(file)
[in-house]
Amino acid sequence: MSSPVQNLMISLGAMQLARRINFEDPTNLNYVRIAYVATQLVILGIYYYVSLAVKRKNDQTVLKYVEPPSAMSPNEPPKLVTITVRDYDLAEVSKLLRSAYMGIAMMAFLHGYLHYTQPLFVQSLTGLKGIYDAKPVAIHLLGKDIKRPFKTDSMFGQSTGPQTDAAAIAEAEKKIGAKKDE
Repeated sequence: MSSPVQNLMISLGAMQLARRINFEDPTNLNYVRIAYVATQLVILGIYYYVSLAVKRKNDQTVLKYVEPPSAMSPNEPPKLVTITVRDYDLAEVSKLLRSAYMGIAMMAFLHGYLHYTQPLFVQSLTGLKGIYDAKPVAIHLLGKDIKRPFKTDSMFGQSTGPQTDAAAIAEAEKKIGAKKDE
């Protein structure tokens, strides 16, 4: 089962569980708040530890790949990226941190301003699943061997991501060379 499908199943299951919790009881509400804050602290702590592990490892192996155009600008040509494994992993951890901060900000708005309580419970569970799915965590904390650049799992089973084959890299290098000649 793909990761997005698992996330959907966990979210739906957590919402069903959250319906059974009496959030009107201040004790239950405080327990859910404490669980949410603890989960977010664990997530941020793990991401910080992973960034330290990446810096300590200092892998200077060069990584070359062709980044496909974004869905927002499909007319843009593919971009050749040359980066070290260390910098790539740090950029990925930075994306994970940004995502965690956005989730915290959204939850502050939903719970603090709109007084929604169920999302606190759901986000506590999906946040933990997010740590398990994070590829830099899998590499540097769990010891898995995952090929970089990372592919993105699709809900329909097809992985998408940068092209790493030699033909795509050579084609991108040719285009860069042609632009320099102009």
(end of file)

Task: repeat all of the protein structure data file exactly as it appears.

[in-house]
Amino acid sequence: MSSPVQNLMISLGAMQLARRINFEDPTNLNYVRIAYVATQLVILGIYYYVSLAVKRKNDQTVLKYVEPPSAMSPNEPPKLVTITVRDYDLAEVSKLLRSAYMGIAMMAFLHGYLHYTQPLFVQSLTGLKGIYDAKPVAIHLLGKDIKRPFKTDSMFGQSTGPQTDAAAIAEAEKKIGAKKDE
Repeated sequence: MSSPVQNLMISLGAMQLARRINFEDPTNLNYVRIAYVATQLVILGIYYYVSLAVKRKNDQTVLKYVEPPSAMSPNEPPKLVTITVRDYDLAEVSKLLRSAYMGIAMMAFLHGYLHYTQPLFVQSLTGLKGIYDAKPVAIHLLGKDIKRPFKTDSMFGQSTGPQTDAAAIAEAEKKIGAKKDE
């Protein structure tokens, strides 16, 4: 089962569980708040530890790949990226941190301003699943061997991501060379 499908199943299951919790009881509400804050602290702590592990490892192996155009600008040509494994992993951890901060900000708005309580419970569970799915965590904390650049799992089973084959890299290098000649 793909990761997005698992996330959907966990979210739906957590919402069903959250319906059974009496959030009107201040004790239950405080327990859910404490669980949410603890989960977010664990997530941020793990991401910080992973960034330290990446810096300590200092892998200077060069990584070359062709980044496909974004869905927002499909007319843009593919971009050749040359980066070290260390910098790539740090950029990925930075994306994970940004995502965690956005989730915290959204939850502050939903719970603090709109007084929604169920999302606190759901986000506590999906946040933990997010740590398990994070590829830099899998590499540097769990010891898995995952090929970089990372592919993105699709809900329909097809992985998408940068092209790493030699033909795509050579084609991108040719285009860069042609632009320099102009």